Dyack: Second-hand games 'threaten the industry as we know it'

If things continue this way "there's not going to be an industry", warns Silicon Knights boss

Denis Dyack says the second-hand games market is threatening the future of the industry as we know it.


According to the Silicon Knights boss, the used games market increases the cost of products for consumers while simultaneously eating away at publisher and developer profits.

Dyack told "I would argue that used games actually increase the cost of games. There used to be something in games for 20 years called a tail, where say you have a game called Warcraft that would sell for 10 years. Because there are no used games, you could actually sell a game for a long time, and get recurring revenue for quite a while. Recurring revenue is very key.

"Now there is no tail. Literally, you will get most of your sales within three months of launch, which has created this really unhealthy extreme where you have to sell it really fast and then you have to do anything else to get money," he continued, pointing towards things like post-launch DLC.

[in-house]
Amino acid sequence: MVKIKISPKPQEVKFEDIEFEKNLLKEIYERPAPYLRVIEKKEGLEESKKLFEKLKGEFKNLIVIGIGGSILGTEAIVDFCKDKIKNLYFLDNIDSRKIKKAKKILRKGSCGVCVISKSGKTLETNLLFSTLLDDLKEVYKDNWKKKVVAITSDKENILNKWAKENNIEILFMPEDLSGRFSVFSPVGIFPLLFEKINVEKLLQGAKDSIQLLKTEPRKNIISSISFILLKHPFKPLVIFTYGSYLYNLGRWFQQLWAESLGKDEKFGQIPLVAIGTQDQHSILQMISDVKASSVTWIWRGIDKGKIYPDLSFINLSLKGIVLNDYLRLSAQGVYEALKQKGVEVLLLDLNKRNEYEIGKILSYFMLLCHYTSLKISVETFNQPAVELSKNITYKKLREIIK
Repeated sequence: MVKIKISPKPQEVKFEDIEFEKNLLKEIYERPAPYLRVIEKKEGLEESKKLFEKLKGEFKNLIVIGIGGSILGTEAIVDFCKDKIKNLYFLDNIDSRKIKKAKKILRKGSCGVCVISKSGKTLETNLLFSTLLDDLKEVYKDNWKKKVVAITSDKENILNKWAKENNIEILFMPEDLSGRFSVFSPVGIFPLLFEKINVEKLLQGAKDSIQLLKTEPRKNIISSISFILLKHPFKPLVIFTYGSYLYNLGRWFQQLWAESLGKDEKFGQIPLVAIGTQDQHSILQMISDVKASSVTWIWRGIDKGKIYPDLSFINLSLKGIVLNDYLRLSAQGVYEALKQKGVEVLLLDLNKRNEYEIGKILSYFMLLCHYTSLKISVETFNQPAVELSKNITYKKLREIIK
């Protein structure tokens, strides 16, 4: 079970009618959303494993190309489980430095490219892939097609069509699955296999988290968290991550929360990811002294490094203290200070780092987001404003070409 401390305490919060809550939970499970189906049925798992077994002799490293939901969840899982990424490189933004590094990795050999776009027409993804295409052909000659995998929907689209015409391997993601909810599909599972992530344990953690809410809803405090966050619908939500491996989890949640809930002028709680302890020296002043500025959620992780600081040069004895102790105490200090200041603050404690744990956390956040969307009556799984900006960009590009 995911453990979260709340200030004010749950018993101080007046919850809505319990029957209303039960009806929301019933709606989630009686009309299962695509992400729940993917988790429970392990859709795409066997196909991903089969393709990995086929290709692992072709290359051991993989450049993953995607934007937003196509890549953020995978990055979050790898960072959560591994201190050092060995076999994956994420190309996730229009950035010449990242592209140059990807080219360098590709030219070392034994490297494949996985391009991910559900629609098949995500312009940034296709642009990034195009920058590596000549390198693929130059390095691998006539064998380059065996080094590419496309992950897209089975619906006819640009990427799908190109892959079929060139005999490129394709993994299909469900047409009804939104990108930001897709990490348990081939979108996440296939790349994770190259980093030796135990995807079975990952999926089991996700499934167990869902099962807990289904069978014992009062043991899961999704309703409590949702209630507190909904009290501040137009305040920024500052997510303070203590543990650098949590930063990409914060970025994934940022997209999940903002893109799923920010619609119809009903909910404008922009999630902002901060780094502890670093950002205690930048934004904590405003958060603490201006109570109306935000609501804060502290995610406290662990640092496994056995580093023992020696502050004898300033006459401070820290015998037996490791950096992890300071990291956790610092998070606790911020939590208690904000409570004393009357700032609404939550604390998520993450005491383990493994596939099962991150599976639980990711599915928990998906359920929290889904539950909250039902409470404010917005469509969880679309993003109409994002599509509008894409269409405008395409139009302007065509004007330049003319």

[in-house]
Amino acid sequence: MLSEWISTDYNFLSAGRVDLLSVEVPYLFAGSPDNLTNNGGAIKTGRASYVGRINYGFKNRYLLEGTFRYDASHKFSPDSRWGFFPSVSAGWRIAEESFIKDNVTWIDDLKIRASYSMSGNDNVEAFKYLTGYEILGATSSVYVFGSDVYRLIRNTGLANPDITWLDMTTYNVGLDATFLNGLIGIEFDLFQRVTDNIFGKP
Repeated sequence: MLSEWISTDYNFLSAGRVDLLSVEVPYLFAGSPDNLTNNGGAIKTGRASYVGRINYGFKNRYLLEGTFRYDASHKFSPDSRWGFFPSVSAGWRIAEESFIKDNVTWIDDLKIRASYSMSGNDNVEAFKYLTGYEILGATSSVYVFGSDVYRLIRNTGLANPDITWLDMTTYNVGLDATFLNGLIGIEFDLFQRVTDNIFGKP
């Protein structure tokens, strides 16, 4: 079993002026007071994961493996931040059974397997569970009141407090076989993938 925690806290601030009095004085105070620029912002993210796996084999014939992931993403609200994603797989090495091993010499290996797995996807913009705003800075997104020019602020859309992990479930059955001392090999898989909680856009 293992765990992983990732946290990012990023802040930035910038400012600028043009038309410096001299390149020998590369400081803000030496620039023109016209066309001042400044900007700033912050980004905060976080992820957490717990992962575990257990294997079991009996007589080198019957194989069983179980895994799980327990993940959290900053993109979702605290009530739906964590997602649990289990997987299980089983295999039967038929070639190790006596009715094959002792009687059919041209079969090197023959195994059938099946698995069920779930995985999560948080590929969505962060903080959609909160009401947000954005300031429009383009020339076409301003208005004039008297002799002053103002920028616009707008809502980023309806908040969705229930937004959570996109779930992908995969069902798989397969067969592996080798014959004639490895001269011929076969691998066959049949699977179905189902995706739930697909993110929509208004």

"I would argue, and I've said this before, that used games are cannibalizing the industry. If developers and publishers don't see revenue from that, it's not a matter of hey 'we're trying to increase the price of games to consumers, and we want more,' we're just trying to survive as an industry.

"If used games continue the way that they are, it's going to cannibalize, there's not going to be an industry," he added. "People won't make those kinds of games. So I think that's inflated the price of games, and I think that prices would have come down if there was a longer tail, but there isn't."

Dyack suggested the answer could lie in releasing games digitally rather than at retail, hence the reason he's still "very big on cloud computing".

His comments echo those of Frontier Developments' David Braben, who said recently that the second-hand games market is killing core gamer and single player titles. The Elite and Kinectimals creator also believes game prices would be cheaper if the industry got a share of pre-owned.

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